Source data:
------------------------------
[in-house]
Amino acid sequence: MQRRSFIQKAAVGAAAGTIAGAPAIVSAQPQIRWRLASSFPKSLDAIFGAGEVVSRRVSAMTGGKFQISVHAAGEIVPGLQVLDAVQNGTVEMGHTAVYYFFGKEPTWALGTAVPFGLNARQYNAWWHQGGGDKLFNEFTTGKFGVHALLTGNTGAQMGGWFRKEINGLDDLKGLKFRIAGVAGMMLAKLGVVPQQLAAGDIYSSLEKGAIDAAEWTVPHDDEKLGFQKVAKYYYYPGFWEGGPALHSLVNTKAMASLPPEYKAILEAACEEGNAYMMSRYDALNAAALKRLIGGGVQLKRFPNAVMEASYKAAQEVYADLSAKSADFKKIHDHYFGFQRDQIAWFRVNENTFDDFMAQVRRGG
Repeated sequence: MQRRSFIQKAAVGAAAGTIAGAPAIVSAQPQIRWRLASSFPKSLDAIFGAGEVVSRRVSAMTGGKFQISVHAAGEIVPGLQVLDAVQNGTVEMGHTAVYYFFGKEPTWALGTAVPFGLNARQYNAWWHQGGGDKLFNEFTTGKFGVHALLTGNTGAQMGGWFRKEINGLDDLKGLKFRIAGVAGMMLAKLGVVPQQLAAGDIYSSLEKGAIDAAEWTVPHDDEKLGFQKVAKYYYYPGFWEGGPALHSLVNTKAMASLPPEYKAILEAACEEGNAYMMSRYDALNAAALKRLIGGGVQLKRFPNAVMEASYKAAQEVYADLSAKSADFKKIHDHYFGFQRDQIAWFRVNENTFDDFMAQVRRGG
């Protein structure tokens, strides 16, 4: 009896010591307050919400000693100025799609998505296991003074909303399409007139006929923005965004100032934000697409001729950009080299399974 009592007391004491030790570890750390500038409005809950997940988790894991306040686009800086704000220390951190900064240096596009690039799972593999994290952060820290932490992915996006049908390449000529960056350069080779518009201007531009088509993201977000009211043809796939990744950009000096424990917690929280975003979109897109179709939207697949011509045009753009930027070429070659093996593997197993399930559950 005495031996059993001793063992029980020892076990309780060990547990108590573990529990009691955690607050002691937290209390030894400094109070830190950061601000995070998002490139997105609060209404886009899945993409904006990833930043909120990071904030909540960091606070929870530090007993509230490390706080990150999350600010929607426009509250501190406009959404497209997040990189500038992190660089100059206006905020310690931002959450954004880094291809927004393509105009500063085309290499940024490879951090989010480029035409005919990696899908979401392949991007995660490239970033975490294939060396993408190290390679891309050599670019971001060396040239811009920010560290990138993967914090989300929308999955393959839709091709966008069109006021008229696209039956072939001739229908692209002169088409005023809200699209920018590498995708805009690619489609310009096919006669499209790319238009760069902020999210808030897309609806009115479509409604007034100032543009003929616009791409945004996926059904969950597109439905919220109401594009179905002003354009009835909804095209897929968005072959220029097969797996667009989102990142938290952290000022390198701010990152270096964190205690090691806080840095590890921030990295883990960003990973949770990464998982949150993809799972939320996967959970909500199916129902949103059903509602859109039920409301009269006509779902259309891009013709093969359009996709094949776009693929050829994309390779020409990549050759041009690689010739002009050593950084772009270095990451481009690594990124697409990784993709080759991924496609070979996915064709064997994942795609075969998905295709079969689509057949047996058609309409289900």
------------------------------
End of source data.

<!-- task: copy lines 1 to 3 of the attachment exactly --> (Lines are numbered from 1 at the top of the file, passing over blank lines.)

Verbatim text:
[in-house]
Amino acid sequence: MQRRSFIQKAAVGAAAGTIAGAPAIVSAQPQIRWRLASSFPKSLDAIFGAGEVVSRRVSAMTGGKFQISVHAAGEIVPGLQVLDAVQNGTVEMGHTAVYYFFGKEPTWALGTAVPFGLNARQYNAWWHQGGGDKLFNEFTTGKFGVHALLTGNTGAQMGGWFRKEINGLDDLKGLKFRIAGVAGMMLAKLGVVPQQLAAGDIYSSLEKGAIDAAEWTVPHDDEKLGFQKVAKYYYYPGFWEGGPALHSLVNTKAMASLPPEYKAILEAACEEGNAYMMSRYDALNAAALKRLIGGGVQLKRFPNAVMEASYKAAQEVYADLSAKSADFKKIHDHYFGFQRDQIAWFRVNENTFDDFMAQVRRGG
Repeated sequence: MQRRSFIQKAAVGAAAGTIAGAPAIVSAQPQIRWRLASSFPKSLDAIFGAGEVVSRRVSAMTGGKFQISVHAAGEIVPGLQVLDAVQNGTVEMGHTAVYYFFGKEPTWALGTAVPFGLNARQYNAWWHQGGGDKLFNEFTTGKFGVHALLTGNTGAQMGGWFRKEINGLDDLKGLKFRIAGVAGMMLAKLGVVPQQLAAGDIYSSLEKGAIDAAEWTVPHDDEKLGFQKVAKYYYYPGFWEGGPALHSLVNTKAMASLPPEYKAILEAACEEGNAYMMSRYDALNAAALKRLIGGGVQLKRFPNAVMEASYKAAQEVYADLSAKSADFKKIHDHYFGFQRDQIAWFRVNENTFDDFMAQVRRGG